That’s what I wanted to figure out with this first test. I thought that the variety in the shapes and sizes of whole bean coffee would give weight readings that don’t match up with their ground counterparts. This can be especially problematic if you only have access to pre-ground coffee.

Whole Bean vs Ground

These results came as a surprise! A heaping tablespoon of whole-bean coffee shows weight readings almost identical to their ground-up counterparts.

Take the Dark Roast Panama coffee, for instance: The average weight of a whole bean tablespoon was 5.3 grams. Ground for the French press, the average weight was 5.1 grams.

With this discovery, we can be more flexible when following a French press recipe. You can use a tablespoon to measure out whole-bean coffee so that you only grind what you need. If you’re limited to pre-ground coffee, then you can simply do the same.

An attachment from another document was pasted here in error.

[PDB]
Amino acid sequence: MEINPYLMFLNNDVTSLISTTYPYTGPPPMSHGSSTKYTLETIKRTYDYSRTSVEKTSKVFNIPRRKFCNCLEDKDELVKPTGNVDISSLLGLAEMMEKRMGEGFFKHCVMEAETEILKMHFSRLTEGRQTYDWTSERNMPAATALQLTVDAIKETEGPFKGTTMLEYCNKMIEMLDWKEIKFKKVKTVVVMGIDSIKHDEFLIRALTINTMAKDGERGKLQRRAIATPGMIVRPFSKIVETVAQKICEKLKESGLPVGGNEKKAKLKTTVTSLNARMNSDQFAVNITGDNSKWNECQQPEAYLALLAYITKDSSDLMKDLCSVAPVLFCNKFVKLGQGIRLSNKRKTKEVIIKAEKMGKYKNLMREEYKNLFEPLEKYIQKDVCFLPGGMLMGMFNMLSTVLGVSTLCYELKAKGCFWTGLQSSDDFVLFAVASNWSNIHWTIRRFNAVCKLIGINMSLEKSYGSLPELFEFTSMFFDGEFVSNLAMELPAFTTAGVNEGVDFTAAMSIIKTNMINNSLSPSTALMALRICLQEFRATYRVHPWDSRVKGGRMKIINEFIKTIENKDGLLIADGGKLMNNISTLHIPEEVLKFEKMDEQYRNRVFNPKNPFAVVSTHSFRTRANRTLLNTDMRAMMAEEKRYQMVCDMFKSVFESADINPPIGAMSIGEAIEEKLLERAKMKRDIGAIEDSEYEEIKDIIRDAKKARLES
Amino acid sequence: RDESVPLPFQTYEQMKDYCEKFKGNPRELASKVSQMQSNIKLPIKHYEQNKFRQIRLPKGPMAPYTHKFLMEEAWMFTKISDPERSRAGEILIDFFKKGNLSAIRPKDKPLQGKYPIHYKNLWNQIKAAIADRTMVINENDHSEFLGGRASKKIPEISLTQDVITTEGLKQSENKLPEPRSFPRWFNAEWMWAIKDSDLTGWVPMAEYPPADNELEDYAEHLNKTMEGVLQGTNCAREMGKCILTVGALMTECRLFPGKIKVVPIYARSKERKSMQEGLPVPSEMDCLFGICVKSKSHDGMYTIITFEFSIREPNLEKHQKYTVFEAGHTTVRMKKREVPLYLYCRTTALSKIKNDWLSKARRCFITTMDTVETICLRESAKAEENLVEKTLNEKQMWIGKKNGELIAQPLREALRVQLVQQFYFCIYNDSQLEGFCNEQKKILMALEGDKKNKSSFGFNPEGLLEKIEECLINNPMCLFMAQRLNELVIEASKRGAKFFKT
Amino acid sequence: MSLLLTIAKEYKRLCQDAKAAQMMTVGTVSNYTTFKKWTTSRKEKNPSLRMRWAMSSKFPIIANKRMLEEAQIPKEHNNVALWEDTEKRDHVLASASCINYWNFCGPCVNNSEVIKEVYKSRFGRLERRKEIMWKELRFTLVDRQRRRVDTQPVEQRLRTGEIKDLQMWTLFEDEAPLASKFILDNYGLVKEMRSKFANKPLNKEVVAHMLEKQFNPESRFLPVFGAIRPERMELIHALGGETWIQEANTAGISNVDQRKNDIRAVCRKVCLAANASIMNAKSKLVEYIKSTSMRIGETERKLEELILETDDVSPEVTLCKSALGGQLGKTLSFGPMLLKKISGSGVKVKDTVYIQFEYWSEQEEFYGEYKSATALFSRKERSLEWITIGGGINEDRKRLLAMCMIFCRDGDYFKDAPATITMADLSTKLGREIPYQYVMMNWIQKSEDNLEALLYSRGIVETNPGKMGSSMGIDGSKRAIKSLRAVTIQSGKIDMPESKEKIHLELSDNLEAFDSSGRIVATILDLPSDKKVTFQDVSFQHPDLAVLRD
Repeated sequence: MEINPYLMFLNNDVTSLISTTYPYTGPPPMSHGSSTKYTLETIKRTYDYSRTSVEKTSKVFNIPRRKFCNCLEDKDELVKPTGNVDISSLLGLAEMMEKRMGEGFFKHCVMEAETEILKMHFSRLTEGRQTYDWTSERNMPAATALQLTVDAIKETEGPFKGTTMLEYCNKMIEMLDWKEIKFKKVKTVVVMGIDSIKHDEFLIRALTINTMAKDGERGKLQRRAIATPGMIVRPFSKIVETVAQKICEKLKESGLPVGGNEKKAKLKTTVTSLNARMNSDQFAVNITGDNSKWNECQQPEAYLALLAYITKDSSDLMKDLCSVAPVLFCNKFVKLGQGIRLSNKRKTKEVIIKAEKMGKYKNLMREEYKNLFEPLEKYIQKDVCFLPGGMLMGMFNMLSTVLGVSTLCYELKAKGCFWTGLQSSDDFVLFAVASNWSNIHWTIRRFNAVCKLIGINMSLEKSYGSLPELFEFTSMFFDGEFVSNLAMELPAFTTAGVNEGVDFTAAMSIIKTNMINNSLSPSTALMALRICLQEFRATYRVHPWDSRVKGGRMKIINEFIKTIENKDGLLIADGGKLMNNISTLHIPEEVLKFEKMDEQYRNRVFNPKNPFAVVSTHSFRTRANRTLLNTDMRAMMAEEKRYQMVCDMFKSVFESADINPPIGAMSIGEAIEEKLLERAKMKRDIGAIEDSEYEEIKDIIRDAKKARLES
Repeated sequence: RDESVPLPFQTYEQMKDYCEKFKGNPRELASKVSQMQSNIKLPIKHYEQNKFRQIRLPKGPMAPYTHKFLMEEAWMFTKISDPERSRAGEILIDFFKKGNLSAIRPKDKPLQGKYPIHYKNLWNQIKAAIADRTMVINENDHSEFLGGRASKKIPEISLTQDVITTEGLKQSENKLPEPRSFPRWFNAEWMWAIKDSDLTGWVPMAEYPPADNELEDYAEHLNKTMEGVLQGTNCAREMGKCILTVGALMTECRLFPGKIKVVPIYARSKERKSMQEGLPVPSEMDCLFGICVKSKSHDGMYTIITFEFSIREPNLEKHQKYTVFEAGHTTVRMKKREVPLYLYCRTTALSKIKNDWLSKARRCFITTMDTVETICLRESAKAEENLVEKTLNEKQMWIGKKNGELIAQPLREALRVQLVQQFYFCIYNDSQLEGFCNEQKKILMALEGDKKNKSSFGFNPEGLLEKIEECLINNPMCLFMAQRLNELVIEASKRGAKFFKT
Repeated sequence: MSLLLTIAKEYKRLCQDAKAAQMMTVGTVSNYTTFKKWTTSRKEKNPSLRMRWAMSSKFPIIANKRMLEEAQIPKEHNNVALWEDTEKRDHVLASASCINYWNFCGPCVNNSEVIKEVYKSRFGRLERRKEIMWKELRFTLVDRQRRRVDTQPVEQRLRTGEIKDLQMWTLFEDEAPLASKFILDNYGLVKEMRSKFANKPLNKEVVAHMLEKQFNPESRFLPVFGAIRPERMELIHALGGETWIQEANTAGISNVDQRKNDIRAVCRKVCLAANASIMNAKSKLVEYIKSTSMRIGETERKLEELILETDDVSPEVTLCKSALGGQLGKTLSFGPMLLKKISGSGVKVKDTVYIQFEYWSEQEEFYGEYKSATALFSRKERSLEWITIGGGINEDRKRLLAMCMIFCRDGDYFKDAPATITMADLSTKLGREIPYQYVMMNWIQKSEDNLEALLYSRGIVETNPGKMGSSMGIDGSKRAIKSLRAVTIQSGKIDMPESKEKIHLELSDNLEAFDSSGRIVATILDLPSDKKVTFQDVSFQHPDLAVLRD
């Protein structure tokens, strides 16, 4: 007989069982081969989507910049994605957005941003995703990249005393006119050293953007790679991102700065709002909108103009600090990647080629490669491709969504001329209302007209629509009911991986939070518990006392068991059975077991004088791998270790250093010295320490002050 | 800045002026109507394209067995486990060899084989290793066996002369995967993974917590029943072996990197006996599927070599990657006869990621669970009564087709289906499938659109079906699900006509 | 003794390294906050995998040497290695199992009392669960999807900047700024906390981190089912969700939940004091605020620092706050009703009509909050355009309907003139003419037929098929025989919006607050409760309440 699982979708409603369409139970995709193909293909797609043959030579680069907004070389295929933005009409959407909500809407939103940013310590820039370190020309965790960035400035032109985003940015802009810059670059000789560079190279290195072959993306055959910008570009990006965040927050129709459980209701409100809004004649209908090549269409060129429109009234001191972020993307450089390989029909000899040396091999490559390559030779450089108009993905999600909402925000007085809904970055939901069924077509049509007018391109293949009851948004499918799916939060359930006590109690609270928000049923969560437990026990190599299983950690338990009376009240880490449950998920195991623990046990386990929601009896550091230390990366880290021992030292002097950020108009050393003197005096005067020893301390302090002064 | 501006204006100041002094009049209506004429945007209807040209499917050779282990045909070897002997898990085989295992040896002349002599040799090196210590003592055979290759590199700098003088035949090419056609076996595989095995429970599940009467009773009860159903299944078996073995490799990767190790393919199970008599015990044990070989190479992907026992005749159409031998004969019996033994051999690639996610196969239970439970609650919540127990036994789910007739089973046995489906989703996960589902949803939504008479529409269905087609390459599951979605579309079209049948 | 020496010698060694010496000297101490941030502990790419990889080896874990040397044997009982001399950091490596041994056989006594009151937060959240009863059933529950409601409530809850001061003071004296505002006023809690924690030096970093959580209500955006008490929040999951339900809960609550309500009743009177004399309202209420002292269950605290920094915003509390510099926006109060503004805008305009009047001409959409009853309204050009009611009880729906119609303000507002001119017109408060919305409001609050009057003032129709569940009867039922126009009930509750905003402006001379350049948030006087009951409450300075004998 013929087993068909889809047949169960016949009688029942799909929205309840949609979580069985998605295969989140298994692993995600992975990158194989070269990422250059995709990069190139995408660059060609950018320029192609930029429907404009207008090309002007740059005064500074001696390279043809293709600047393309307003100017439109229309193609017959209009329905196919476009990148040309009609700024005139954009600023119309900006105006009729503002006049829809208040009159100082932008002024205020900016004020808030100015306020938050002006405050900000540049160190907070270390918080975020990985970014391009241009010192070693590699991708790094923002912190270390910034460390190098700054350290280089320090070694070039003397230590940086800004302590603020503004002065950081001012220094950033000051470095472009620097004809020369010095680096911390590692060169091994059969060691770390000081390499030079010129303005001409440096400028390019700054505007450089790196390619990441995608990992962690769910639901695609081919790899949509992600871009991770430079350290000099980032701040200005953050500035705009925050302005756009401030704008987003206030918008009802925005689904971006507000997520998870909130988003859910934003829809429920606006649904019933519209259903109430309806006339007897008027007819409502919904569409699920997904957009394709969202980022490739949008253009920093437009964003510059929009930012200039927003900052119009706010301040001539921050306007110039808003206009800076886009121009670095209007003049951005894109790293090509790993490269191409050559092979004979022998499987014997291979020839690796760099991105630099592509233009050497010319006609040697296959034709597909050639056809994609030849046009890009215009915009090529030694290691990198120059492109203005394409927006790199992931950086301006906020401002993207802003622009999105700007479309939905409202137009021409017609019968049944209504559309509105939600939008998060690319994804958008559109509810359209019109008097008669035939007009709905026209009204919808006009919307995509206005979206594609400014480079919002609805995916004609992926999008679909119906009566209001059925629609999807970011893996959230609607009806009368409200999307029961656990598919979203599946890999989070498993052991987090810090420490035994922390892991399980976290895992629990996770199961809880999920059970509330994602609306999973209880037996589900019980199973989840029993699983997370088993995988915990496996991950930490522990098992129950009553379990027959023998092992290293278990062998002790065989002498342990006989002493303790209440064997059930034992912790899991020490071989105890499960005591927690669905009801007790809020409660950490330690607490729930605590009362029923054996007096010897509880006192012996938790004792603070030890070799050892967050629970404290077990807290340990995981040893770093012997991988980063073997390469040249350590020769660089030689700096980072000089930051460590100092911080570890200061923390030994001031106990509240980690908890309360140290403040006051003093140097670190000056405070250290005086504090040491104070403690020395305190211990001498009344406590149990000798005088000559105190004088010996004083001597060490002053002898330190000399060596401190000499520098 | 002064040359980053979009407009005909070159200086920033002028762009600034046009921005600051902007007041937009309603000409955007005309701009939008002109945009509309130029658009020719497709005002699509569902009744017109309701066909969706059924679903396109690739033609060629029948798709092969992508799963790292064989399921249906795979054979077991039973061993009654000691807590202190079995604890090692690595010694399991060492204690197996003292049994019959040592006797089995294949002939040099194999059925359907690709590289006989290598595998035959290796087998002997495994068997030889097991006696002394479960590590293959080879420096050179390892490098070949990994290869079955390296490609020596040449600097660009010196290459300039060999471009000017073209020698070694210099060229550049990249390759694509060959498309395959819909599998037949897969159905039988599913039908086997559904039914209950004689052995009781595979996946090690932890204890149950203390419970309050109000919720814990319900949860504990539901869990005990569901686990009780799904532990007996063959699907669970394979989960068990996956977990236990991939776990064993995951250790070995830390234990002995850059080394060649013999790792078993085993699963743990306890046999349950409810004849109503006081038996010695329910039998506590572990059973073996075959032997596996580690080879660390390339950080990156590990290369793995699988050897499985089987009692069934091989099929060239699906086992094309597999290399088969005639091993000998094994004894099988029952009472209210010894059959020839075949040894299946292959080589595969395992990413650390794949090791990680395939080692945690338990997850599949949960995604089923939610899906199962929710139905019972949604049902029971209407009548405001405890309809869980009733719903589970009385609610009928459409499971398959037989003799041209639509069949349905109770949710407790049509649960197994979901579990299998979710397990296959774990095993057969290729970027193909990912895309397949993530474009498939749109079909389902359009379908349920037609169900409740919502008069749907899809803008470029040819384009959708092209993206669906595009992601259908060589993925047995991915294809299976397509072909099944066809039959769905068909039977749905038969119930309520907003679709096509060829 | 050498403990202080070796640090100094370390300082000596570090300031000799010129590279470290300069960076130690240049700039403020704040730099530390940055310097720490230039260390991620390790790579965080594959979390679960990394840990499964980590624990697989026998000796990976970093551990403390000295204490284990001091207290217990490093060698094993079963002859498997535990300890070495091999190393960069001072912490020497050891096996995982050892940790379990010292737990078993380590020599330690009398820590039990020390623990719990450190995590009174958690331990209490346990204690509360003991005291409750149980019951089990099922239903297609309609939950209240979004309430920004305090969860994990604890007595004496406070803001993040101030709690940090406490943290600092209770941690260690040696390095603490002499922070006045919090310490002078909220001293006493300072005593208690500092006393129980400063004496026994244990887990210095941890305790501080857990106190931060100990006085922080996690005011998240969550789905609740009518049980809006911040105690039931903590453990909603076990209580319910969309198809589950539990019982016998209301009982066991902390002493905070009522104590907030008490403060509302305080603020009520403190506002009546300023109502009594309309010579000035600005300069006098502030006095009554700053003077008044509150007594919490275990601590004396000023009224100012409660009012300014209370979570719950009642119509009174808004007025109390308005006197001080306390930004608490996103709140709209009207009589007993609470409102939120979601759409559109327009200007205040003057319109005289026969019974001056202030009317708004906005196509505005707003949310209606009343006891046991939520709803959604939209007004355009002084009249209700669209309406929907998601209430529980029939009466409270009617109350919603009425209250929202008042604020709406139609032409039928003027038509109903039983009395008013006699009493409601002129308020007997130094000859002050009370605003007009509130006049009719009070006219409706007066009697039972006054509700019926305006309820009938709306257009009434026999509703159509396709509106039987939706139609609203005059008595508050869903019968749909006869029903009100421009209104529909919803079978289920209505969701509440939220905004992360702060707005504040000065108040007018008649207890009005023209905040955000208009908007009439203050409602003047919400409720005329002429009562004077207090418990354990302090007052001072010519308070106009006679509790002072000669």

Test 2. Dark vs. Medium vs Light Roast

I’ve spent time working at our roastery, and these results are consistent with what we’ve experienced.

Dark-roasted coffees weigh less than their medium and light-roasted counterparts. Longer exposure to heat during the roasting process evaporates more of the coffee’s moisture and ejects more of its silverskin. The darker you go, the lighter the beans get.

Let’s compare the heaping tablespoon weights of three coffees roasted differently using the coarse ground samples from Test 1.

Coffee (ground for french press)Weight
Dark Roast Panama5.1g
Medium Roast Costa Rica6.2g
Light Roast Philippines7.0g

So it seems five grams is a legitimate weight only if your beans are dark-roasted. But a light roast in the spoon weighed as high as 7.4 grams in our tests! That’s too much of a difference; you’d be using way more coffee with every tablespoon, greatly affecting your coffee-to-water ratio.

We’ve come up with the following adjustments you can make if your coffee isn’t a dark roast.